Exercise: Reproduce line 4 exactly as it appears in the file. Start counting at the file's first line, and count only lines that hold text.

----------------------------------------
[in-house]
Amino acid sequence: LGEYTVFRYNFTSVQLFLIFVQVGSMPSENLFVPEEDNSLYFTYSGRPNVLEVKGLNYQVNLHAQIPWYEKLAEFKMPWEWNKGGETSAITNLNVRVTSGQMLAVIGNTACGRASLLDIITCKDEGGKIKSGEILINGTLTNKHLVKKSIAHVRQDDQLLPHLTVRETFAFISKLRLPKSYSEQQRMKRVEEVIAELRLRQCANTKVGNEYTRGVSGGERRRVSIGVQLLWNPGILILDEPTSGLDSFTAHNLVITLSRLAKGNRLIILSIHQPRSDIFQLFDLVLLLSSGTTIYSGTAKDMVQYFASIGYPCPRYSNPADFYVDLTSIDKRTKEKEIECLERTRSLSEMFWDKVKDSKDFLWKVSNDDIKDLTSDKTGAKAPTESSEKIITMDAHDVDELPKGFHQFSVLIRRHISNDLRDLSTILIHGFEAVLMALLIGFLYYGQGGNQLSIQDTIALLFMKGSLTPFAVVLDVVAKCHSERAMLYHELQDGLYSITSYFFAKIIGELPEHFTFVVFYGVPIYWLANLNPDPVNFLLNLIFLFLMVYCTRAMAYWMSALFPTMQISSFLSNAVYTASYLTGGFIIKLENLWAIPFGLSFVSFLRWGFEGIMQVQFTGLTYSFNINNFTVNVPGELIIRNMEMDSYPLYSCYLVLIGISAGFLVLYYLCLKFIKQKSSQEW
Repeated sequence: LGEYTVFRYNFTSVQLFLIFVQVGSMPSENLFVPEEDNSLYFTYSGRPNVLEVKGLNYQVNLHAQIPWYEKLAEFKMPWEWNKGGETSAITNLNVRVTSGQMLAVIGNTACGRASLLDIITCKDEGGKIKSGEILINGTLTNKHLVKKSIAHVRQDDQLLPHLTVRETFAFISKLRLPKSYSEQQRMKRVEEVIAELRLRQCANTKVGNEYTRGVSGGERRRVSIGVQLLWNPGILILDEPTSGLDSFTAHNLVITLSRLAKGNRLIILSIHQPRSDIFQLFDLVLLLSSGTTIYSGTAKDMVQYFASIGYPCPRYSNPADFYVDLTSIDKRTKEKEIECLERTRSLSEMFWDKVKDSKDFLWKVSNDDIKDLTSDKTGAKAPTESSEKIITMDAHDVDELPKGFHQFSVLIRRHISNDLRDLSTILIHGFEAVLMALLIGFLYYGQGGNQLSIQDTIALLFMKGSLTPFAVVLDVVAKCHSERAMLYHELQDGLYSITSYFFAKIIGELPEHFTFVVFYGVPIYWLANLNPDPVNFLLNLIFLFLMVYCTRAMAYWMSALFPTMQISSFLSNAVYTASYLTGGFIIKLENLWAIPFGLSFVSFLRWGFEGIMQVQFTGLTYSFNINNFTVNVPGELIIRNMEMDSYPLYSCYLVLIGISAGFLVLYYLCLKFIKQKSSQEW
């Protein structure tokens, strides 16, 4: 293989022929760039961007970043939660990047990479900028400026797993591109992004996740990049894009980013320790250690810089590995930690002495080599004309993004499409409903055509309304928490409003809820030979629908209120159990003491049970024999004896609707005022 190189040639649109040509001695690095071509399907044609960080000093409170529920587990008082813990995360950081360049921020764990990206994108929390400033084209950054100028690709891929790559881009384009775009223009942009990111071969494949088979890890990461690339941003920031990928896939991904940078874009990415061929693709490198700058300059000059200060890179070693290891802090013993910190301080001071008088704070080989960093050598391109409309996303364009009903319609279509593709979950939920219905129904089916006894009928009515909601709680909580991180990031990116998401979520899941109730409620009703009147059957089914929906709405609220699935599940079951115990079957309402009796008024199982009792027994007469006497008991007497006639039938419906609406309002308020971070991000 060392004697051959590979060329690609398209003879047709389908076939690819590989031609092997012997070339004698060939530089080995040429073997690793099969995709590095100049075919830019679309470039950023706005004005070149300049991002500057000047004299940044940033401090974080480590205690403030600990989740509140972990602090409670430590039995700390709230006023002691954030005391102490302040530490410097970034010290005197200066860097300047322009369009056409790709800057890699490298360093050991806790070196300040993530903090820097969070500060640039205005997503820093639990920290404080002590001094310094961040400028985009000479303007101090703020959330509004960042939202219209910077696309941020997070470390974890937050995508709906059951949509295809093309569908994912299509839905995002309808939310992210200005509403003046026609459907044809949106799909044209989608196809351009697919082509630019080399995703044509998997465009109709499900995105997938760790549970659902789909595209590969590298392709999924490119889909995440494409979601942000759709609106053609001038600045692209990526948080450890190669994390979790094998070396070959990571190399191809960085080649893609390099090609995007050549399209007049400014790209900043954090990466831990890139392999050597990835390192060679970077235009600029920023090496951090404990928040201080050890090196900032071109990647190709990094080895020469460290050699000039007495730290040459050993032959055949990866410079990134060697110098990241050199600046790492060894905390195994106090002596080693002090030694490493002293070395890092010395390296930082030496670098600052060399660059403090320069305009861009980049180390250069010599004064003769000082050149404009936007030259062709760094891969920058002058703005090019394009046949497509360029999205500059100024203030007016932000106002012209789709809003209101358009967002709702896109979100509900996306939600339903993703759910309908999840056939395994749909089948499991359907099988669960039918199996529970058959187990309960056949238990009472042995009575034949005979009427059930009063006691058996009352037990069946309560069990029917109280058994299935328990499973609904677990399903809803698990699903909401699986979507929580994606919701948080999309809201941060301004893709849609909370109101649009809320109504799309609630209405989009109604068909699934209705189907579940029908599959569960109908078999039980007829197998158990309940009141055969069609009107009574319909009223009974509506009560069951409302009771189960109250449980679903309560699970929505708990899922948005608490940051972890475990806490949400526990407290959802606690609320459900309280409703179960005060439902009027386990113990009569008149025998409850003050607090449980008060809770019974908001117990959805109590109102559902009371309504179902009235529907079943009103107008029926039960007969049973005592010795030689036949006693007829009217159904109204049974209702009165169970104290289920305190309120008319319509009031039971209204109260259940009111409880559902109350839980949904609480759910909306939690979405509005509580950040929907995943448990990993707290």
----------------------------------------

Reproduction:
């Protein structure tokens, strides 16, 4: 293989022929760039961007970043939660990047990479900028400026797993591109992004996740990049894009980013320790250690810089590995930690002495080599004309993004499409409903055509309304928490409003809820030979629908209120159990003491049970024999004896609707005022 190189040639649109040509001695690095071509399907044609960080000093409170529920587990008082813990995360950081360049921020764990990206994108929390400033084209950054100028690709891929790559881009384009775009223009942009990111071969494949088979890890990461690339941003920031990928896939991904940078874009990415061929693709490198700058300059000059200060890179070693290891802090013993910190301080001071008088704070080989960093050598391109409309996303364009009903319609279509593709979950939920219905129904089916006894009928009515909601709680909580991180990031990116998401979520899941109730409620009703009147059957089914929906709405609220699935599940079951115990079957309402009796008024199982009792027994007469006497008991007497006639039938419906609406309002308020971070991000 060392004697051959590979060329690609398209003879047709389908076939690819590989031609092997012997070339004698060939530089080995040429073997690793099969995709590095100049075919830019679309470039950023706005004005070149300049991002500057000047004299940044940033401090974080480590205690403030600990989740509140972990602090409670430590039995700390709230006023002691954030005391102490302040530490410097970034010290005197200066860097300047322009369009056409790709800057890699490298360093050991806790070196300040993530903090820097969070500060640039205005997503820093639990920290404080002590001094310094961040400028985009000479303007101090703020959330509004960042939202219209910077696309941020997070470390974890937050995508709906059951949509295809093309569908994912299509839905995002309808939310992210200005509403003046026609459907044809949106799909044209989608196809351009697919082509630019080399995703044509998997465009109709499900995105997938760790549970659902789909595209590969590298392709999924490119889909995440494409979601942000759709609106053609001038600045692209990526948080450890190669994390979790094998070396070959990571190399191809960085080649893609390099090609995007050549399209007049400014790209900043954090990466831990890139392999050597990835390192060679970077235009600029920023090496951090404990928040201080050890090196900032071109990647190709990094080895020469460290050699000039007495730290040459050993032959055949990866410079990134060697110098990241050199600046790492060894905390195994106090002596080693002090030694490493002293070395890092010395390296930082030496670098600052060399660059403090320069305009861009980049180390250069010599004064003769000082050149404009936007030259062709760094891969920058002058703005090019394009046949497509360029999205500059100024203030007016932000106002012209789709809003209101358009967002709702896109979100509900996306939600339903993703759910309908999840056939395994749909089948499991359907099988669960039918199996529970058959187990309960056949238990009472042995009575034949005979009427059930009063006691058996009352037990069946309560069990029917109280058994299935328990499973609904677990399903809803698990699903909401699986979507929580994606919701948080999309809201941060301004893709849609909370109101649009809320109504799309609630209405989009109604068909699934209705189907579940029908599959569960109908078999039980007829197998158990309940009141055969069609009107009574319909009223009974509506009560069951409302009771189960109250449980679903309560699970929505708990899922948005608490940051972890475990806490949400526990407290959802606690609320459900309280409703179960005060439902009027386990113990009569008149025998409850003050607090449980008060809770019974908001117990959805109590109102559902009371309504179902009235529907079943009103107008029926039960007969049973005592010795030689036949006693007829009217159904109204049974209702009165169970104290289920305190309120008319319509009031039971209204109260259940009111409880559902109350839980949904609480759910909306939690979405509005509580950040929907995943448990990993707290």